Nearly everyone who moans in newspaper comment pieces about the dangers posed by reckless cyclists is doing so on a Romantic-Wordsworthian basis. His or her experience of encountering cyclists – their fear at having a rider pass close by or alarm at riders’ speed – is a reliable guide to how the world works. A speeding cyclist dodging among pedestrians in a crosswalk looks to the naked eye more dangerous than the surrounding, halted cars. Looked at rationally - including the vast amount of statistical evidence - the scene looks very different. It's clear the cars pose a far greater danger.
Reason, of course, is no policy-making vending machine. One doesn’t put in a set of factors and collect a solution from a slot at the bottom. It makes sense only in helping one to understand how to achieve a set of goals.
If, for example, one thought that the most important thing on the streets was to impose a sense of order and fear of breaking the law, possibly a further crackdown on food delivery cyclists might make sense. I look at the issue within a wider framework of thinking police action must be proportionate to the scale of the problem involved, that it’s better to have goods carried around on bikes than in more dangerous cars and that it’s important to feel compassion for society’s least powerful people. Reason is the tool to help one to understand how best to achieve one’s objectives, not to set the objectives.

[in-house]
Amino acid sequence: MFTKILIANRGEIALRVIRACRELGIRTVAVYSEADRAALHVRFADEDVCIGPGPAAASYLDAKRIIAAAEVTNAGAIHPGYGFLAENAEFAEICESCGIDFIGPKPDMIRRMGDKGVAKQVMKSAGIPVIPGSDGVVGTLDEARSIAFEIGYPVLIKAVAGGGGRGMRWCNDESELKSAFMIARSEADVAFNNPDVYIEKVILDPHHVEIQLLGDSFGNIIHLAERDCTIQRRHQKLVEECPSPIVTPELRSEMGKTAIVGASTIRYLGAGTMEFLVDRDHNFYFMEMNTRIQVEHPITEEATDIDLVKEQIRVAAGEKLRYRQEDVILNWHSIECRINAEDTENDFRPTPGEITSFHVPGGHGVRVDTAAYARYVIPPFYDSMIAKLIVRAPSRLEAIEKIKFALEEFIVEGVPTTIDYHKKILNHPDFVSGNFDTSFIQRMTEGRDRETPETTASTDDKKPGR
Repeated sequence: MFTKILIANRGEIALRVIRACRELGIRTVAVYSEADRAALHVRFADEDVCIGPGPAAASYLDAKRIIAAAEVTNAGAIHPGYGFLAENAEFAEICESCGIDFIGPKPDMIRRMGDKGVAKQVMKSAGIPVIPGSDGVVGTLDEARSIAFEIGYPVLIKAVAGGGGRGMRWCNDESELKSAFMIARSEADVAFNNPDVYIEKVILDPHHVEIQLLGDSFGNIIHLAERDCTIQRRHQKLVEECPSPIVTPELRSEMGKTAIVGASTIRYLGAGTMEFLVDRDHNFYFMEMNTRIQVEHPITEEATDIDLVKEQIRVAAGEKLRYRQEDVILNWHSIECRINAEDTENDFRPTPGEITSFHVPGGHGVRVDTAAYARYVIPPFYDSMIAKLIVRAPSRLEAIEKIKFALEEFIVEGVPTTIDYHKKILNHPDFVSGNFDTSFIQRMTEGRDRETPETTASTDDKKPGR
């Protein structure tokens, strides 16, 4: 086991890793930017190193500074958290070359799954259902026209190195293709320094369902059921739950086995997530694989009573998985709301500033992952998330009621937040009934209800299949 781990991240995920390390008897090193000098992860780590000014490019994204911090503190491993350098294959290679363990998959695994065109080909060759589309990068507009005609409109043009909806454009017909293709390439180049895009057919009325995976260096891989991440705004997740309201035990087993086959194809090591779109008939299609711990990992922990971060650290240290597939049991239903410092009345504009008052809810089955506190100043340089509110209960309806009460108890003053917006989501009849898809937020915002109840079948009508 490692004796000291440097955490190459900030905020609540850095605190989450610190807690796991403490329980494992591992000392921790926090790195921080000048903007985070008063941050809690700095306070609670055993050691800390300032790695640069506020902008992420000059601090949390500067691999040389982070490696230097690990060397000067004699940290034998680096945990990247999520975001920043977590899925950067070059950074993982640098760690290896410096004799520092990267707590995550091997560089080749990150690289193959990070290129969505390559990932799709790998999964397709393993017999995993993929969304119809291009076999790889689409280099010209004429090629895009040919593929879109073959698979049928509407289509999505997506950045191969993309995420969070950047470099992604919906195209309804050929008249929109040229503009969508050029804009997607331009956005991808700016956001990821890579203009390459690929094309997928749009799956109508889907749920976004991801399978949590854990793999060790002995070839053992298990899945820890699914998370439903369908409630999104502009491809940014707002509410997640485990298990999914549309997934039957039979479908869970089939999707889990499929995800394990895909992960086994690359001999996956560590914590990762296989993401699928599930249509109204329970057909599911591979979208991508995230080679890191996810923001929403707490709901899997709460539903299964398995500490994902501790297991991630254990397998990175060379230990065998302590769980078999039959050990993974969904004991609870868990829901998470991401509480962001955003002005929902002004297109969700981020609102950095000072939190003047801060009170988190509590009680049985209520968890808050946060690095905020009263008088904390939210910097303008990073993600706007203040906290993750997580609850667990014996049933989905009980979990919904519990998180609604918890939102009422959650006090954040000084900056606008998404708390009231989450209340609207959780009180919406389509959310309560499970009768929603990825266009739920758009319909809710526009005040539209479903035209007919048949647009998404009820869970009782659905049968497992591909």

Yet “rational thinking, based on the fullest possible information” is a poor slogan to paint on a battle standard. “Your personal observations are deluding you” is likely to sound like an argument for a conspiracy theory.
I’d consequently argue not just for pure reason but for the outcomes it can produce. In many western countries – but especially the
– the current, Romantic means of making decisions is producing essentially
conservative outcomes. People don’t like the way they see cyclists riding their
bikes so argue against providing better facilities for them. People see drivers